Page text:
I’m a retired engineer who formed an S corporation as a vehicle for post-retirement consulting on a part-time basis. The Internal Revenue Service requires that I pay myself a “reasonable” salary (in my case, at the hourly rate I made as an employee before retirement) out of my corporation’s gross receipts. As explained by my accountant, the basis for this requirement is that I must not exploit the more favorable tax treatment of my business profits (the money the corporation brings in less my salary and my business expenses) vs. my salary.

My business profits (referred to as “pass-through” income) are included in my personal taxes as ordinary income. However, I pay no payroll tax (FICA at 15.3 percent) on that profit. On my salary I do have to pay payroll tax; therefore, my salary is not allowed to be unreasonably small. The absence of payroll taxes on my pass-through income gives me a tremendous advantage over those whose income comes only by way of a regular paycheck.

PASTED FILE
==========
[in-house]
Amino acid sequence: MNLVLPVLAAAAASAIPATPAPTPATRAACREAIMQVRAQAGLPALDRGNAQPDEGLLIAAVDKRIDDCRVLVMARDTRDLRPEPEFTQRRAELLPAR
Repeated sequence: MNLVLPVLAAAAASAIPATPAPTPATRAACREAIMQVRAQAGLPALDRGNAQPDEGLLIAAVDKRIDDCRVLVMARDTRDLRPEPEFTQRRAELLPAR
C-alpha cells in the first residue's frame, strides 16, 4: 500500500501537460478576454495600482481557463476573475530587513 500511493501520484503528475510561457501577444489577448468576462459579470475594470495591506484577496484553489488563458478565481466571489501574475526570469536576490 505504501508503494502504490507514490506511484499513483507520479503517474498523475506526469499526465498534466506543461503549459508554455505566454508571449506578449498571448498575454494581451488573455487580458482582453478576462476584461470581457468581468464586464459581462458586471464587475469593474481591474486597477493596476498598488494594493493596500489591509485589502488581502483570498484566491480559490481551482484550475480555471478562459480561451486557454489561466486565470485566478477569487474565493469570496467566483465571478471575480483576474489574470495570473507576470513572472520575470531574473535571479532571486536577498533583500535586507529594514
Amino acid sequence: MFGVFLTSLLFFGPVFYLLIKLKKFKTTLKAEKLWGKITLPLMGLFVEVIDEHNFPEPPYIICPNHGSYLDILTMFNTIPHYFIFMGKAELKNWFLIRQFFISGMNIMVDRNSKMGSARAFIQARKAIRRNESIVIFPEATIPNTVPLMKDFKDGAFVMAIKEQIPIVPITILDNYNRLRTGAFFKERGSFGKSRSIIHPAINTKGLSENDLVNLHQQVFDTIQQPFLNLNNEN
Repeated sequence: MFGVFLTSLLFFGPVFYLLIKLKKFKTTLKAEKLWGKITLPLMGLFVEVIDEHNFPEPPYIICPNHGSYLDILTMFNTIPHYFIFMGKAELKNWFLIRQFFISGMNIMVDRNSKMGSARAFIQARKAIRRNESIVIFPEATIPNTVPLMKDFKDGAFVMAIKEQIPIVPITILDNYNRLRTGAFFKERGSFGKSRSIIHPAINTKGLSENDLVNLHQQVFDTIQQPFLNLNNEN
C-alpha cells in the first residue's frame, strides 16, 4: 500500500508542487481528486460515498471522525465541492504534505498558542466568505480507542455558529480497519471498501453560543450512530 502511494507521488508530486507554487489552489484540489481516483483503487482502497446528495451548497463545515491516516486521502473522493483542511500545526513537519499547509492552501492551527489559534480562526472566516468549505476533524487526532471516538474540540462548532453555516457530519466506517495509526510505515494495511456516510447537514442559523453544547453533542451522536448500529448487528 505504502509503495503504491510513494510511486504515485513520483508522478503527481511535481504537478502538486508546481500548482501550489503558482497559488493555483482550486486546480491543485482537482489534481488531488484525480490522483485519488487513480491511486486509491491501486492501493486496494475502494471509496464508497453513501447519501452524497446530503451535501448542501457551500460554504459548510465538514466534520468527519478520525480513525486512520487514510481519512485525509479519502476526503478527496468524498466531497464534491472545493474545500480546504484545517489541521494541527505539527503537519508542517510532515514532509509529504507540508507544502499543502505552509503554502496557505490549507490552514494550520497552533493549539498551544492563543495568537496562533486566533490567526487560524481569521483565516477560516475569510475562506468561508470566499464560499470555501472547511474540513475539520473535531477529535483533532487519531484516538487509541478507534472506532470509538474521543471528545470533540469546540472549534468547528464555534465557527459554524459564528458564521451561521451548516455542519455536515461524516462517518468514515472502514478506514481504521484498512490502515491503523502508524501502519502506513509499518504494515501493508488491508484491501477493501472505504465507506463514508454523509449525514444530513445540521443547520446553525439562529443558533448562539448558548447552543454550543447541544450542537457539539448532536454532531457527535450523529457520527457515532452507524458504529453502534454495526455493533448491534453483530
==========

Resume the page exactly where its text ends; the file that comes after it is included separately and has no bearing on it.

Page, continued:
Now, the Republican Party is seeking to increase my advantage. Instead of having my business profits (already free of payroll taxes) taxed at my standard personal rate, they would be taxed at a special lower rate. Good for me (and even more so for those with pass-through incomes vastly greater than my modest part-time profits), but bad for people who earn a regular paycheck.

And don’t be fooled by claims that more after-tax money in the hands of S corporation owners will foster business expansion (as asserted by Trump administration officials like Office of Management and Budget Director Mick Mulvaney). If I wanted to expand my business with an assistant and another computer, for example, that expense is already tax deductible; more personal income won’t make that expansion any more likely. But it would support a better vacation. Got the picture?

James Metcalf

Hampton, N.H.